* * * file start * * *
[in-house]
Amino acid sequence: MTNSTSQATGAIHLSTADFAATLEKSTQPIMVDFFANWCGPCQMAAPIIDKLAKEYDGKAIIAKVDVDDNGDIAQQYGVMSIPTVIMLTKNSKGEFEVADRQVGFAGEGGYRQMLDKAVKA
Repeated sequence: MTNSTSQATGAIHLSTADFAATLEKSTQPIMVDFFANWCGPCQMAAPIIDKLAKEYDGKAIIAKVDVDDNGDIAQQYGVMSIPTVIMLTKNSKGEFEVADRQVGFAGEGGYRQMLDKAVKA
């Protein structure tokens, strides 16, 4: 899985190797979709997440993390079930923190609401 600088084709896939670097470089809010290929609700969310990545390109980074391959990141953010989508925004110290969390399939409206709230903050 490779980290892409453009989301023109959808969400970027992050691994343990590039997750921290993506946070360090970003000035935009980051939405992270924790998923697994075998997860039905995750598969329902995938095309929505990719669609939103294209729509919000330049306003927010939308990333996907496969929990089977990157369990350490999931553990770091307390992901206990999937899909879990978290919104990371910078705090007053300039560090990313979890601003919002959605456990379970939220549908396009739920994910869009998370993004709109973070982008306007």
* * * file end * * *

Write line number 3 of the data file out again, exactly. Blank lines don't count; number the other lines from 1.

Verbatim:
Repeated sequence: MTNSTSQATGAIHLSTADFAATLEKSTQPIMVDFFANWCGPCQMAAPIIDKLAKEYDGKAIIAKVDVDDNGDIAQQYGVMSIPTVIMLTKNSKGEFEVADRQVGFAGEGGYRQMLDKAVKA